Runelle’s Cup of Java offers inspiration five days a week
Five days a week Runelle Darrell is up at 5.30am typing an inspirational message into her phone.
It’s something she started a decade ago to get through a difficult period. Thinking it might also help her friends she started sharing – and then they started sharing.
Come next month she’s releasing some of her early messages in a 200-page book, A Cup of Java.
Some of them have been faithfully reading her messages since 2011 when she started writing as a way of dealing with the loss of her mother, Ruby Caines.
“What you see is pretty much like my journal gone public,” she said. “I felt completely alone, completely abandoned and I was encouraged to journal [my feelings]. There were friends and some close family supportive of me but it was a struggle during that time and I found an outlet in my writing.”
At first Ms Darrell chose “quotes and daily motivationals” that she found meaningful, and wrote about them from her perspective. As she gained confidence however she began writing from her own experiences.
“It was personal but I always try to find the positive in a negative situation. So with any of my pieces that you see going out it might start in a rough way but it always changes to a positive light.”
Ms Darrell, who runs The Teachers’ Pets Nursery, had never written in that way before.
“When I was younger I used to write poems here and there. I’ve always loved literature and things like that. The thing is this was not supposed to be what it is now. It just happened that the same situations that I was experiencing, other people were experiencing. It encouraged me to continue writing, to continue putting it out.”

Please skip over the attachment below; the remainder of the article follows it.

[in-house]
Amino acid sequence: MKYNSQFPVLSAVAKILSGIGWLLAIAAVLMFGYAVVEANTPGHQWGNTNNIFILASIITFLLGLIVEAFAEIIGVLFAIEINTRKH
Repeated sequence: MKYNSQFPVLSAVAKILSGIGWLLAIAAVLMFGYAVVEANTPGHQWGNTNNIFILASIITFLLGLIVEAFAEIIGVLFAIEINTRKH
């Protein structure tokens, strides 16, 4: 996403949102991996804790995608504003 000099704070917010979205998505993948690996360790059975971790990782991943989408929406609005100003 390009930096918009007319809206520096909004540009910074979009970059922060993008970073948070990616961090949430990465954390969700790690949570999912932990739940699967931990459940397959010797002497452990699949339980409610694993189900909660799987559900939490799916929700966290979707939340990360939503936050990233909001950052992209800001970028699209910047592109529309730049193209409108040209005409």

In 2013 when she returned to Bermuda from school people kept insisting “this needs to be a book, this stuff is really good”.
For many years she ignored them, happy sharing the way she was. But then about two years ago she decided to go for it. To speed things along she “got a logo drafted up” and started sharing her posts under the name, A Cup of Java.
“It was my personal stuff. I didn’t feel it was good enough for the public other than it being shared here and there. But the magnitude of the following now I’m like whoa … this is literally all around the world.”
Each message usually takes her anywhere from 15 minutes to an hour to write. It’s reached the point where people expect to have them in hand by a certain time.
“Sometimes I do have writers’ block. I try to get them out between 5.30am and 6.30am every day. I have a WhatsApp group that I send it to and by 6.15, if they haven’t seen it I’m sure enough getting a WhatsApp from somebody saying ‘Good morning, is everything OK? We’re waiting for our Java.’ It’s so funny.”
Ms Darrell is hopeful that her book is the first of “several”.
“I want the first book to be [special],” she said. “I don’t want to just throw out any sort of book. The graphic designer I’m working with, Carla Emery, she is phenomenal. We’re just about down to the end of her formatting it. It just has to get proofread and sent off to print so I’m truly hoping that by sometime in July the book is out.
“I’m not sure if I am to sell it in stores. I think I have a large enough following where I could easily let them know and just pretty much do it on my own. But I haven’t decided yet.”
Throughout it all, Ms Darrell has been inspired by the response from her readers.
“Although we sometimes feel like we’re so alone when we’re going through our tough situation, there’s always someone else out there going through something. It’s why I always try to find the positive in a negative situation – we all could use each other to get through these experiences we go through. We’re never alone.
“I draw from God. I’ve just always been a positive person. I try to see the good in things and the good in people. I’ve always just tried to make a difference in the things that I do. That’s just my platform in anything that I do whether it’s my writing or my businesses or whatever – just to make a difference.”